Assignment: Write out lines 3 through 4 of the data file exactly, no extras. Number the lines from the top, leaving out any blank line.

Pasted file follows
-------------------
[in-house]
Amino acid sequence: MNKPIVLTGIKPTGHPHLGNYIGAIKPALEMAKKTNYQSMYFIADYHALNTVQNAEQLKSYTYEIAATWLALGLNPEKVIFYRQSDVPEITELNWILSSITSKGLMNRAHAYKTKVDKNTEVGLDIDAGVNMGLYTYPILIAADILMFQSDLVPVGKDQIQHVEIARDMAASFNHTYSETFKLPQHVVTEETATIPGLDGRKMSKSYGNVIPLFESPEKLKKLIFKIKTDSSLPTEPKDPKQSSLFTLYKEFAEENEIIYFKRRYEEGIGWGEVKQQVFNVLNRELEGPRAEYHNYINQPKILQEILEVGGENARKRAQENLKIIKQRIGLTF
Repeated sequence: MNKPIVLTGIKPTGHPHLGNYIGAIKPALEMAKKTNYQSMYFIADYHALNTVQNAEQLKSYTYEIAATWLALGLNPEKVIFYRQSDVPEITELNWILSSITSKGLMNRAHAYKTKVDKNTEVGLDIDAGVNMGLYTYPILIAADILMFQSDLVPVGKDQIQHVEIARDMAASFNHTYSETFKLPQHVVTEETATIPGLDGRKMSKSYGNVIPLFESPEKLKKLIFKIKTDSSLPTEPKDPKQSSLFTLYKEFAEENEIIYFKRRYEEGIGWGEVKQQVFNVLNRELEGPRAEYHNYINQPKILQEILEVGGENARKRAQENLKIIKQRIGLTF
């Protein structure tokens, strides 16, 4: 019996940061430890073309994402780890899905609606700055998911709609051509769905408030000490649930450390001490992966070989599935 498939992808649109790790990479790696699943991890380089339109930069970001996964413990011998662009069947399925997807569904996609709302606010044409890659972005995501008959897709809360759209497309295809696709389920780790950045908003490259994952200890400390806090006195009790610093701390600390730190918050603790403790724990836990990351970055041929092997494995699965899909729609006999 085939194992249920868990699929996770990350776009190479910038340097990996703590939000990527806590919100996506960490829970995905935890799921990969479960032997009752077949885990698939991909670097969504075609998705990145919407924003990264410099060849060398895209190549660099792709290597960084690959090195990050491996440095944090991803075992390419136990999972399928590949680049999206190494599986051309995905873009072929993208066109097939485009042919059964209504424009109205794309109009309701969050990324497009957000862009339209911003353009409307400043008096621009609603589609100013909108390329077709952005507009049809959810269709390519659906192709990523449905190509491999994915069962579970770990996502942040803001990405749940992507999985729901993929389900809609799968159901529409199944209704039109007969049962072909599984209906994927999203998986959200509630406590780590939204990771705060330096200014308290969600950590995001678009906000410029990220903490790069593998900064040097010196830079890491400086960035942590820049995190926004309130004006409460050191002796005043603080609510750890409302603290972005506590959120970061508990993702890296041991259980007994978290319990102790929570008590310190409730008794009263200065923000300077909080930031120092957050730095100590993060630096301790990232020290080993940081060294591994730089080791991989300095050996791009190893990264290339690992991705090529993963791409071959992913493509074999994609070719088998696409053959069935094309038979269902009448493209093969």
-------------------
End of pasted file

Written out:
Repeated sequence: MNKPIVLTGIKPTGHPHLGNYIGAIKPALEMAKKTNYQSMYFIADYHALNTVQNAEQLKSYTYEIAATWLALGLNPEKVIFYRQSDVPEITELNWILSSITSKGLMNRAHAYKTKVDKNTEVGLDIDAGVNMGLYTYPILIAADILMFQSDLVPVGKDQIQHVEIARDMAASFNHTYSETFKLPQHVVTEETATIPGLDGRKMSKSYGNVIPLFESPEKLKKLIFKIKTDSSLPTEPKDPKQSSLFTLYKEFAEENEIIYFKRRYEEGIGWGEVKQQVFNVLNRELEGPRAEYHNYINQPKILQEILEVGGENARKRAQENLKIIKQRIGLTF
């Protein structure tokens, strides 16, 4: 019996940061430890073309994402780890899905609606700055998911709609051509769905408030000490649930450390001490992966070989599935 498939992808649109790790990479790696699943991890380089339109930069970001996964413990011998662009069947399925997807569904996609709302606010044409890659972005995501008959897709809360759209497309295809696709389920780790950045908003490259994952200890400390806090006195009790610093701390600390730190918050603790403790724990836990990351970055041929092997494995699965899909729609006999 085939194992249920868990699929996770990350776009190479910038340097990996703590939000990527806590919100996506960490829970995905935890799921990969479960032997009752077949885990698939991909670097969504075609998705990145919407924003990264410099060849060398895209190549660099792709290597960084690959090195990050491996440095944090991803075992390419136990999972399928590949680049999206190494599986051309995905873009072929993208066109097939485009042919059964209504424009109205794309109009309701969050990324497009957000862009339209911003353009409307400043008096621009609603589609100013909108390329077709952005507009049809959810269709390519659906192709990523449905190509491999994915069962579970770990996502942040803001990405749940992507999985729901993929389900809609799968159901529409199944209704039109007969049962072909599984209906994927999203998986959200509630406590780590939204990771705060330096200014308290969600950590995001678009906000410029990220903490790069593998900064040097010196830079890491400086960035942590820049995190926004309130004006409460050191002796005043603080609510750890409302603290972005506590959120970061508990993702890296041991259980007994978290319990102790929570008590310190409730008794009263200065923000300077909080930031120092957050730095100590993060630096301790990232020290080993940081060294591994730089080791991989300095050996791009190893990264290339690992991705090529993963791409071959992913493509074999994609070719088998696409053959069935094309038979269902009448493209093969």